All of a sudden there was this idea of building a sundial. Of course one could simply buy one. But manufacturing a sundial by oneself is a delightful and challenging combination of sophisticated calculation and manual fabrication. It is simply a wonderful project which brings a lot uf fun and exciting challenges and ends with a visible and touchable result. And a sundial mounted on the front of a house is an attractive design element and eye-catcher.
In our internal network I rely fully on Voice-over-IP for telephony services. The switching of calls is accomplished using the Asterisk software. Asterisk runs on a virtual Ubuntu server which is hosted on my own Openstack cloud server.
The connection to a standard landline works via VoIP to my provider Deutsche Telekom. My Asterisk server directly connects to their VoIP servers.
Once you have made it to eventually set up a running configuration and are looking back it seems not too hard to get this to work. Of course things will look differently after you have spent hours reading poor and incomplete documentation, trying out things which just don't work. On the following pages I will describe how I did it and what works for me, in the hope that somebody else may find it useful.
This project is about the control of our heating system with the programmable universal controller UVR1611, manufactured by the company Technische Alternative. This controller provides many different options and ways to solve any kind of control problem. And it always tempts you to constantly optimize the selected approach and search for an even more optimal solution to the control problem of heating systems, solar collectors systems and many more. This project for me brought a lot of fun and also some challenges and gained me many valuable insights into automation, controller technology and HVAC systems.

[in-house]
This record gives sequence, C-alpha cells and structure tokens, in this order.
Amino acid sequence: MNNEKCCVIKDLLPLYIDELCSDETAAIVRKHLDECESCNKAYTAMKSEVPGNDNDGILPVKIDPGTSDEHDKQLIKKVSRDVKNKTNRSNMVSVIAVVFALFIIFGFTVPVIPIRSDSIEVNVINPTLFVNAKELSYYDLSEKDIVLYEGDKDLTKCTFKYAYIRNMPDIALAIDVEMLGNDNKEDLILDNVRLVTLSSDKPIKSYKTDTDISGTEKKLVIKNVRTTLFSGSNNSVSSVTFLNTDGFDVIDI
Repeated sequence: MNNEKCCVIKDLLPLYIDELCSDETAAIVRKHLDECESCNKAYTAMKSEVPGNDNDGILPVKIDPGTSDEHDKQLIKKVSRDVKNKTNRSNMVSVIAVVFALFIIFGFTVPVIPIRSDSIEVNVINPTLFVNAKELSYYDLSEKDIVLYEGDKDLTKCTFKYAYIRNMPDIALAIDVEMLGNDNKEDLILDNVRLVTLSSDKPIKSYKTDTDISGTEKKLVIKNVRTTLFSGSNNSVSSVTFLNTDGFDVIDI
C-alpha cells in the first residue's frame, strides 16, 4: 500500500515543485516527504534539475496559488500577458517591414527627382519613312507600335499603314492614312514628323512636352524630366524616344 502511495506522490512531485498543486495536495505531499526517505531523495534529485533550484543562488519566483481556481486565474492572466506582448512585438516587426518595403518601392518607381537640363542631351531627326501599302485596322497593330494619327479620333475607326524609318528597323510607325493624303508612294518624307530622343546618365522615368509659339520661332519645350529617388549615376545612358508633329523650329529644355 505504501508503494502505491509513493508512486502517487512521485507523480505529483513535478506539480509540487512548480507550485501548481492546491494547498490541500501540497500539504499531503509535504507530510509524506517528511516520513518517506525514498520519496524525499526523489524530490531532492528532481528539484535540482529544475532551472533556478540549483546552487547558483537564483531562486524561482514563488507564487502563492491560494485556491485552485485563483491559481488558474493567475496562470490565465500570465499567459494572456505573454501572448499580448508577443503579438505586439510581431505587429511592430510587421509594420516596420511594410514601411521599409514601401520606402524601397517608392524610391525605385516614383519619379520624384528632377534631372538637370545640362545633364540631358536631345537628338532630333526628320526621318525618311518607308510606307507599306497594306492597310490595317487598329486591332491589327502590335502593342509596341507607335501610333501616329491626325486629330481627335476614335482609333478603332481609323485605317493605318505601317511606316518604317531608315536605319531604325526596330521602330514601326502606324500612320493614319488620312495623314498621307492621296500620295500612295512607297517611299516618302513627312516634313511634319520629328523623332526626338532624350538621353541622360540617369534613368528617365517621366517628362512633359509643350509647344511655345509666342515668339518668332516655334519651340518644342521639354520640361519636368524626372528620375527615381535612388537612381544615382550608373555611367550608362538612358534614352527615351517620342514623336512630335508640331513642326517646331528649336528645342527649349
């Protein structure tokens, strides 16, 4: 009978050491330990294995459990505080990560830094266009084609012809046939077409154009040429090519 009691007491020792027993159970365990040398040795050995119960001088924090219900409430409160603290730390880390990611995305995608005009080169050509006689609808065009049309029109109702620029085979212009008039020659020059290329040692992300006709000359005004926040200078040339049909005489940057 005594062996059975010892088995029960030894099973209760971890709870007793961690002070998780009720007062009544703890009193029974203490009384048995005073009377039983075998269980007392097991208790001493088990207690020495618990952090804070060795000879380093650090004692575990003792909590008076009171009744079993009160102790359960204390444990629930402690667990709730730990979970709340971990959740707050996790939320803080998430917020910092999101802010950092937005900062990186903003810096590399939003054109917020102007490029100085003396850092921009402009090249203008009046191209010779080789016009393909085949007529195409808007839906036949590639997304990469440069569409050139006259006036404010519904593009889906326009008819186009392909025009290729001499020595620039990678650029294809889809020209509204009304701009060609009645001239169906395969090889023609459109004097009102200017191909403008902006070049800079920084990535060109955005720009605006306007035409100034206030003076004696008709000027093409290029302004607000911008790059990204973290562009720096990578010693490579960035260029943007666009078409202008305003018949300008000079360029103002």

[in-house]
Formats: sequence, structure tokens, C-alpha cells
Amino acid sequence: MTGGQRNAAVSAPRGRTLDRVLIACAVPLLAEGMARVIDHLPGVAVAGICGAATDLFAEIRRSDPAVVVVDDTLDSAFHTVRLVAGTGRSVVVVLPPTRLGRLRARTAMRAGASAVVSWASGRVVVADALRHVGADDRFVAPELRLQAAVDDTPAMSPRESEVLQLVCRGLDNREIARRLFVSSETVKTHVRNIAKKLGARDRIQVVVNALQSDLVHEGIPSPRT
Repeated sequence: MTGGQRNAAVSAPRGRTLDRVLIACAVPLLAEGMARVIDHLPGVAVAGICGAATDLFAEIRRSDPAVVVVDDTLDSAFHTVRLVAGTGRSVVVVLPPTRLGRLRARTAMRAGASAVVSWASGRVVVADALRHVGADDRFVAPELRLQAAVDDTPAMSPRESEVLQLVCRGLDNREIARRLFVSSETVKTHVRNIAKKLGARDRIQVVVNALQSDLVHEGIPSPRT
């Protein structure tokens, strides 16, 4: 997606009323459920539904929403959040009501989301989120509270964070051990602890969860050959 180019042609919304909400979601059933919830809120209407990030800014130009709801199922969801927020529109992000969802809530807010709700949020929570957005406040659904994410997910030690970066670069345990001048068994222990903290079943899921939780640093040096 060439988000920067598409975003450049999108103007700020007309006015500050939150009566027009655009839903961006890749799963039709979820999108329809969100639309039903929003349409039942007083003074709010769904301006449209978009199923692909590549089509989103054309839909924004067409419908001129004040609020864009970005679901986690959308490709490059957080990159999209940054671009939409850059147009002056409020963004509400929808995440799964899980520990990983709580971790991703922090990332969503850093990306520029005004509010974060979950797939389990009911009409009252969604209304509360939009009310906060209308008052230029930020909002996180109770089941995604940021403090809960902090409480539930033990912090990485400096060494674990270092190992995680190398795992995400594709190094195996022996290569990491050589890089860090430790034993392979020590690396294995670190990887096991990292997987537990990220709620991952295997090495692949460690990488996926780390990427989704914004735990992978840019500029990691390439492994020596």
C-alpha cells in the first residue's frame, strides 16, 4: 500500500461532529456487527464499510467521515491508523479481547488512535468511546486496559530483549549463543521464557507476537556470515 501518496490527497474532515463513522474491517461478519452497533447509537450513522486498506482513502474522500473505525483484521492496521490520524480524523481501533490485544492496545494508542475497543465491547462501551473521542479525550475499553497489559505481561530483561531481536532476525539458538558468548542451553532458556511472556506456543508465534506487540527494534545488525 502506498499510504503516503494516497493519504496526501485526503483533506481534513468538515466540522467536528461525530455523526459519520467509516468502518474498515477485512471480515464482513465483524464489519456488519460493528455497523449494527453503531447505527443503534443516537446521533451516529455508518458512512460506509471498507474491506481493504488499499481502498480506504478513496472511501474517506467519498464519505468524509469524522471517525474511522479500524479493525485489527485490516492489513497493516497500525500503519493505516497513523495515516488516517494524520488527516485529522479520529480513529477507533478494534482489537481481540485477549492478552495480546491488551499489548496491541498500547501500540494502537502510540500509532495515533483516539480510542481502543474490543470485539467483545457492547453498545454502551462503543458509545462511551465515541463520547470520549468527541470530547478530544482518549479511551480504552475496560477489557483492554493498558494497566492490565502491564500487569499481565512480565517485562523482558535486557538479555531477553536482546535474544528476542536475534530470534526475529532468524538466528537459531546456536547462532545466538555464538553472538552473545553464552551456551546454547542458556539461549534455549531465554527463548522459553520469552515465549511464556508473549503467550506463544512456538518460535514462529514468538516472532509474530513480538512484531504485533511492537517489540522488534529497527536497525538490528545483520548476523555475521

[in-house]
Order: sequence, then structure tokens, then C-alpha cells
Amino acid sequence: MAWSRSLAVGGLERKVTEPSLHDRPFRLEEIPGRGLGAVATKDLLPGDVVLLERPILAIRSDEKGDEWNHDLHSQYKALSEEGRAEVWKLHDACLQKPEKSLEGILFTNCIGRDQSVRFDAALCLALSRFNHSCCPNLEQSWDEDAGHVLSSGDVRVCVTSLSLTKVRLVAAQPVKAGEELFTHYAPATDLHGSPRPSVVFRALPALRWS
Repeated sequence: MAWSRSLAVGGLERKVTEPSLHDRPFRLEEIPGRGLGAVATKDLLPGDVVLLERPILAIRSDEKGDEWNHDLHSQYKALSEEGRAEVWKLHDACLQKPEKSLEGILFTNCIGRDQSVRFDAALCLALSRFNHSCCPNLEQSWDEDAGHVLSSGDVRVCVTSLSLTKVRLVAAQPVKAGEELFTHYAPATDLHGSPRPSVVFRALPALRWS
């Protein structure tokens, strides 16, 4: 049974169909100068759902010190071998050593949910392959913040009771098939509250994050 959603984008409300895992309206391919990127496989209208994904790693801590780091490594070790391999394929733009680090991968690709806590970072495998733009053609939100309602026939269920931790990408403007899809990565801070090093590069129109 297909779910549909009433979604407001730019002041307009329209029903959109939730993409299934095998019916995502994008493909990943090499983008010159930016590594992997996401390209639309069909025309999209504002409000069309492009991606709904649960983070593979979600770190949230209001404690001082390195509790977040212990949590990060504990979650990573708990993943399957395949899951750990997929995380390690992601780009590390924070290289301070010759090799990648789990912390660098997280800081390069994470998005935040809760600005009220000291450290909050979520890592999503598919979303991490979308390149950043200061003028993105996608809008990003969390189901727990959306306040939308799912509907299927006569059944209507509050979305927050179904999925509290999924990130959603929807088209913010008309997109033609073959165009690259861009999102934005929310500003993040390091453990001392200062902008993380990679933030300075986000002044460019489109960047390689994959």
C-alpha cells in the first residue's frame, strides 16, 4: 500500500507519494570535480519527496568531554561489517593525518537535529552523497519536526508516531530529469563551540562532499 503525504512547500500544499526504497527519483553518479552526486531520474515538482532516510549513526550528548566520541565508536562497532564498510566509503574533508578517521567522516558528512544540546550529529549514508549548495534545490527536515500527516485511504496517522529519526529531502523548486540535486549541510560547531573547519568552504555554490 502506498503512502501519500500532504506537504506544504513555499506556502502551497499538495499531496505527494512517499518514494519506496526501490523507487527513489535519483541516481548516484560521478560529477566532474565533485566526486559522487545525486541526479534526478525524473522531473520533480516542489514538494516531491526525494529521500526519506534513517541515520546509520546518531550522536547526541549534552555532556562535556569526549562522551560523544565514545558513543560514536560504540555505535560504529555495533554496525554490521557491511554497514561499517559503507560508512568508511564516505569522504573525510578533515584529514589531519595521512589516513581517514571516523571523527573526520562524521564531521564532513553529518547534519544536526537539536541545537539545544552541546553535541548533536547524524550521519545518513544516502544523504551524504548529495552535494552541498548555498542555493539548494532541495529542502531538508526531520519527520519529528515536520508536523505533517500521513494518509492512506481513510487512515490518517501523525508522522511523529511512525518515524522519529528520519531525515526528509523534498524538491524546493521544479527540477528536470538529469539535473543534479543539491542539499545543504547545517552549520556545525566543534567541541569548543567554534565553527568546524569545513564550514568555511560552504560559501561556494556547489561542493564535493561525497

AQUILA is a 2D-Schrödinger-Poisson solver based on Matlab. It is designed for the simulation of the electronic structur of low-dimensional GaAs/AlGaAs heterostructures. This software is a spin-off of my PhD work. I wrote it as a "Quick-Hack" because similar software for two-dimensional calculations of quantum semiconductor structures at this time was not available or at least not easily accessible. The first version of this software is from the year 2000 and hasn't been modified much since then because I'm out of the semiconductor business for quite some time and so the software has aged naturally. Fortunately the laws of physics dont't change that rapidly, although in the meantime other topics have gained more interest than this one.